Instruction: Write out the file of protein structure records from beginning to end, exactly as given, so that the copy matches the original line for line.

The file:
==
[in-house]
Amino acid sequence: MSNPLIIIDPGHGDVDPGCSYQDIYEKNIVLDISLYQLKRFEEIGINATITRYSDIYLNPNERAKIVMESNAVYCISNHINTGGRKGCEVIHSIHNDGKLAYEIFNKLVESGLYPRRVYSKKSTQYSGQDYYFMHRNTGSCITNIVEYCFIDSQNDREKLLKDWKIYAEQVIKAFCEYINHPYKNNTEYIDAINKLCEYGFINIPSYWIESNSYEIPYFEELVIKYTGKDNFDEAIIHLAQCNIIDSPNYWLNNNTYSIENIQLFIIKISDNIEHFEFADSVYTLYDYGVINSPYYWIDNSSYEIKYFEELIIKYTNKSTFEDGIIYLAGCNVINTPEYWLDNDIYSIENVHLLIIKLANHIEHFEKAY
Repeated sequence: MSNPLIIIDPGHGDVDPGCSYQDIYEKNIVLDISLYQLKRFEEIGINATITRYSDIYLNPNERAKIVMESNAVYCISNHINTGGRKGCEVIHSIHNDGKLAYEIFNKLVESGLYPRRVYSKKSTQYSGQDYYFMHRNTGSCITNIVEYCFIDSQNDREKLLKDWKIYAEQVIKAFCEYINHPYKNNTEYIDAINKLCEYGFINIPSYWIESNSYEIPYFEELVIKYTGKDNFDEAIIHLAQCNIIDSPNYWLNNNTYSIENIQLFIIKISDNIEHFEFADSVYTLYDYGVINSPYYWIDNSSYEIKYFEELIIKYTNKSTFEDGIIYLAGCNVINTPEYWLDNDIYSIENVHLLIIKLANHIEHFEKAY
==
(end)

[in-house]
Amino acid sequence: MSNPLIIIDPGHGDVDPGCSYQDIYEKNIVLDISLYQLKRFEEIGINATITRYSDIYLNPNERAKIVMESNAVYCISNHINTGGRKGCEVIHSIHNDGKLAYEIFNKLVESGLYPRRVYSKKSTQYSGQDYYFMHRNTGSCITNIVEYCFIDSQNDREKLLKDWKIYAEQVIKAFCEYINHPYKNNTEYIDAINKLCEYGFINIPSYWIESNSYEIPYFEELVIKYTGKDNFDEAIIHLAQCNIIDSPNYWLNNNTYSIENIQLFIIKISDNIEHFEFADSVYTLYDYGVINSPYYWIDNSSYEIKYFEELIIKYTNKSTFEDGIIYLAGCNVINTPEYWLDNDIYSIENVHLLIIKLANHIEHFEKAY
Repeated sequence: MSNPLIIIDPGHGDVDPGCSYQDIYEKNIVLDISLYQLKRFEEIGINATITRYSDIYLNPNERAKIVMESNAVYCISNHINTGGRKGCEVIHSIHNDGKLAYEIFNKLVESGLYPRRVYSKKSTQYSGQDYYFMHRNTGSCITNIVEYCFIDSQNDREKLLKDWKIYAEQVIKAFCEYINHPYKNNTEYIDAINKLCEYGFINIPSYWIESNSYEIPYFEELVIKYTGKDNFDEAIIHLAQCNIIDSPNYWLNNNTYSIENIQLFIIKISDNIEHFEFADSVYTLYDYGVINSPYYWIDNSSYEIKYFEELIIKYTNKSTFEDGIIYLAGCNVINTPEYWLDNDIYSIENVHLLIIKLANHIEHFEKAY